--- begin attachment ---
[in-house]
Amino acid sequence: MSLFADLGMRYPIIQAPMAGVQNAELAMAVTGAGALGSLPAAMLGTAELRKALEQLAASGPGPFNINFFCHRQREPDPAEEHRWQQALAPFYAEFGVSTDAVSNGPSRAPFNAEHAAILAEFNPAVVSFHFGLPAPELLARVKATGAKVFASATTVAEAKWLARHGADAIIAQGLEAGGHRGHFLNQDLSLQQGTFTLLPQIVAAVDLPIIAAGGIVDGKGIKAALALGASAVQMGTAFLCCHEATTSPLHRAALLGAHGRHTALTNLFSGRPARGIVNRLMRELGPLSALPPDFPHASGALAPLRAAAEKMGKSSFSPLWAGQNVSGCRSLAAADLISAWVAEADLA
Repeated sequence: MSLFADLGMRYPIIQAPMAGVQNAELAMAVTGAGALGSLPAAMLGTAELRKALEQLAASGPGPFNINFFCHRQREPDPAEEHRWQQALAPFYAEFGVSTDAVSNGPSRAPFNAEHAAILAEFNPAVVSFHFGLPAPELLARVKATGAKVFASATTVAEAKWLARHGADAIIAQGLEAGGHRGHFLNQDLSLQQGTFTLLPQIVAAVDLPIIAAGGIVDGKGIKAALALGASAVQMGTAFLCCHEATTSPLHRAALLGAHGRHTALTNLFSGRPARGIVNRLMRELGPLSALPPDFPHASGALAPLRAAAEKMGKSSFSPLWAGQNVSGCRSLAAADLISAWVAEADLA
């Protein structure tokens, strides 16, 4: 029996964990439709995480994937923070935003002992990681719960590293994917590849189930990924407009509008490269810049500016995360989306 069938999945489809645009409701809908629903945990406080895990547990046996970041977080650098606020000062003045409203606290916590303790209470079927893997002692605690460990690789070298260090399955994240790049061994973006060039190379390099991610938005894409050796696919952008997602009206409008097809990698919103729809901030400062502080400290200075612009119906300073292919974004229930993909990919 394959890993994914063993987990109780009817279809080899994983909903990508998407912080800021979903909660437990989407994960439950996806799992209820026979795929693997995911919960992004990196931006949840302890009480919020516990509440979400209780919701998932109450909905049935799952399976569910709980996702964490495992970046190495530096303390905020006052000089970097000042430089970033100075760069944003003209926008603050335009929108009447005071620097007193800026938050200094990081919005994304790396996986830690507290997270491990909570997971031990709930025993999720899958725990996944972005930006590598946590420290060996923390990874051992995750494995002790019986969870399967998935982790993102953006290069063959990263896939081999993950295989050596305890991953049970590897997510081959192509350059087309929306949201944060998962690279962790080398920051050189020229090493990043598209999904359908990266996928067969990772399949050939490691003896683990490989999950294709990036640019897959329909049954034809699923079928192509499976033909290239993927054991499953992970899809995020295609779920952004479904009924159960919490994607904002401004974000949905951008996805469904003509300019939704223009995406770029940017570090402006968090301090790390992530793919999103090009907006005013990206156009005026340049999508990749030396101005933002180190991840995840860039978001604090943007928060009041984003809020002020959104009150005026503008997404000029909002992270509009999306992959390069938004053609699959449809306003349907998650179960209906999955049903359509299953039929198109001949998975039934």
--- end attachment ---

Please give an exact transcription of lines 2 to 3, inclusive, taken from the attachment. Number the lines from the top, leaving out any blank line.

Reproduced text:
Amino acid sequence: MSLFADLGMRYPIIQAPMAGVQNAELAMAVTGAGALGSLPAAMLGTAELRKALEQLAASGPGPFNINFFCHRQREPDPAEEHRWQQALAPFYAEFGVSTDAVSNGPSRAPFNAEHAAILAEFNPAVVSFHFGLPAPELLARVKATGAKVFASATTVAEAKWLARHGADAIIAQGLEAGGHRGHFLNQDLSLQQGTFTLLPQIVAAVDLPIIAAGGIVDGKGIKAALALGASAVQMGTAFLCCHEATTSPLHRAALLGAHGRHTALTNLFSGRPARGIVNRLMRELGPLSALPPDFPHASGALAPLRAAAEKMGKSSFSPLWAGQNVSGCRSLAAADLISAWVAEADLA
Repeated sequence: MSLFADLGMRYPIIQAPMAGVQNAELAMAVTGAGALGSLPAAMLGTAELRKALEQLAASGPGPFNINFFCHRQREPDPAEEHRWQQALAPFYAEFGVSTDAVSNGPSRAPFNAEHAAILAEFNPAVVSFHFGLPAPELLARVKATGAKVFASATTVAEAKWLARHGADAIIAQGLEAGGHRGHFLNQDLSLQQGTFTLLPQIVAAVDLPIIAAGGIVDGKGIKAALALGASAVQMGTAFLCCHEATTSPLHRAALLGAHGRHTALTNLFSGRPARGIVNRLMRELGPLSALPPDFPHASGALAPLRAAAEKMGKSSFSPLWAGQNVSGCRSLAAADLISAWVAEADLA